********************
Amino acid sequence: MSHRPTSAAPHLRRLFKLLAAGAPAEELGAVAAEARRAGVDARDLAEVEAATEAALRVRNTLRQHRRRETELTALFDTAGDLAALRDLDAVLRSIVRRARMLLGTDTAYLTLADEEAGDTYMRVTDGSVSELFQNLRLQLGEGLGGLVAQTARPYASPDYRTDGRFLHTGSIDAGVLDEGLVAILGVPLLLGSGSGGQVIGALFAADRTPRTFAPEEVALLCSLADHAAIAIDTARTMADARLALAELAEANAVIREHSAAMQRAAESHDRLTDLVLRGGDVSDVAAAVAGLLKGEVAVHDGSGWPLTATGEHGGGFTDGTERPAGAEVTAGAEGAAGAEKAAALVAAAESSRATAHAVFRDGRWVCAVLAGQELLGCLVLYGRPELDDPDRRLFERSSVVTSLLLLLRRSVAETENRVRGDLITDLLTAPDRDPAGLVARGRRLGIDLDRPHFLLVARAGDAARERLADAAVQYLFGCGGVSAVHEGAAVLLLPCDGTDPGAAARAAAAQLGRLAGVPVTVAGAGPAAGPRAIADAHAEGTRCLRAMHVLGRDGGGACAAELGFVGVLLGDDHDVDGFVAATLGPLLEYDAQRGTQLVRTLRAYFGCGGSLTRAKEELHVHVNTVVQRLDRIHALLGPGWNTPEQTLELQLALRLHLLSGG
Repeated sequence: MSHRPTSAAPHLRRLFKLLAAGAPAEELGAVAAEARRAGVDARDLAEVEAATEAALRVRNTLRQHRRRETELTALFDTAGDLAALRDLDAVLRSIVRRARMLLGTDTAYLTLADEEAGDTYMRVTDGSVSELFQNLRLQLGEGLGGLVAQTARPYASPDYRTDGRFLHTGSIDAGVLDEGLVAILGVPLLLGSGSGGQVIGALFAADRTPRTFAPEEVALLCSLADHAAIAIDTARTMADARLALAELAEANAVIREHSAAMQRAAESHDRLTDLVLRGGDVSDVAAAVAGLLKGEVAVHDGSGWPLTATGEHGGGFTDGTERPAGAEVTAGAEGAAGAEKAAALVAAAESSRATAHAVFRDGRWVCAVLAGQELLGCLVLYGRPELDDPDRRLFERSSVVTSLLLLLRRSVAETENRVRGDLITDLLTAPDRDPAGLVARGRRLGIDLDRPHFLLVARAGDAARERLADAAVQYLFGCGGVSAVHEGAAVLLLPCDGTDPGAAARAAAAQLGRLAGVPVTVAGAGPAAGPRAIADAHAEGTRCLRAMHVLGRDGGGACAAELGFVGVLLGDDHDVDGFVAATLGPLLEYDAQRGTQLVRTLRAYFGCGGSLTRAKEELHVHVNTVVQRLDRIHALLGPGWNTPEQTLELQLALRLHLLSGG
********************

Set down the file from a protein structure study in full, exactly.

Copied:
Amino acid sequence: MSHRPTSAAPHLRRLFKLLAAGAPAEELGAVAAEARRAGVDARDLAEVEAATEAALRVRNTLRQHRRRETELTALFDTAGDLAALRDLDAVLRSIVRRARMLLGTDTAYLTLADEEAGDTYMRVTDGSVSELFQNLRLQLGEGLGGLVAQTARPYASPDYRTDGRFLHTGSIDAGVLDEGLVAILGVPLLLGSGSGGQVIGALFAADRTPRTFAPEEVALLCSLADHAAIAIDTARTMADARLALAELAEANAVIREHSAAMQRAAESHDRLTDLVLRGGDVSDVAAAVAGLLKGEVAVHDGSGWPLTATGEHGGGFTDGTERPAGAEVTAGAEGAAGAEKAAALVAAAESSRATAHAVFRDGRWVCAVLAGQELLGCLVLYGRPELDDPDRRLFERSSVVTSLLLLLRRSVAETENRVRGDLITDLLTAPDRDPAGLVARGRRLGIDLDRPHFLLVARAGDAARERLADAAVQYLFGCGGVSAVHEGAAVLLLPCDGTDPGAAARAAAAQLGRLAGVPVTVAGAGPAAGPRAIADAHAEGTRCLRAMHVLGRDGGGACAAELGFVGVLLGDDHDVDGFVAATLGPLLEYDAQRGTQLVRTLRAYFGCGGSLTRAKEELHVHVNTVVQRLDRIHALLGPGWNTPEQTLELQLALRLHLLSGG
Repeated sequence: MSHRPTSAAPHLRRLFKLLAAGAPAEELGAVAAEARRAGVDARDLAEVEAATEAALRVRNTLRQHRRRETELTALFDTAGDLAALRDLDAVLRSIVRRARMLLGTDTAYLTLADEEAGDTYMRVTDGSVSELFQNLRLQLGEGLGGLVAQTARPYASPDYRTDGRFLHTGSIDAGVLDEGLVAILGVPLLLGSGSGGQVIGALFAADRTPRTFAPEEVALLCSLADHAAIAIDTARTMADARLALAELAEANAVIREHSAAMQRAAESHDRLTDLVLRGGDVSDVAAAVAGLLKGEVAVHDGSGWPLTATGEHGGGFTDGTERPAGAEVTAGAEGAAGAEKAAALVAAAESSRATAHAVFRDGRWVCAVLAGQELLGCLVLYGRPELDDPDRRLFERSSVVTSLLLLLRRSVAETENRVRGDLITDLLTAPDRDPAGLVARGRRLGIDLDRPHFLLVARAGDAARERLADAAVQYLFGCGGVSAVHEGAAVLLLPCDGTDPGAAARAAAAQLGRLAGVPVTVAGAGPAAGPRAIADAHAEGTRCLRAMHVLGRDGGGACAAELGFVGVLLGDDHDVDGFVAATLGPLLEYDAQRGTQLVRTLRAYFGCGGSLTRAKEELHVHVNTVVQRLDRIHALLGPGWNTPEQTLELQLALRLHLLSGG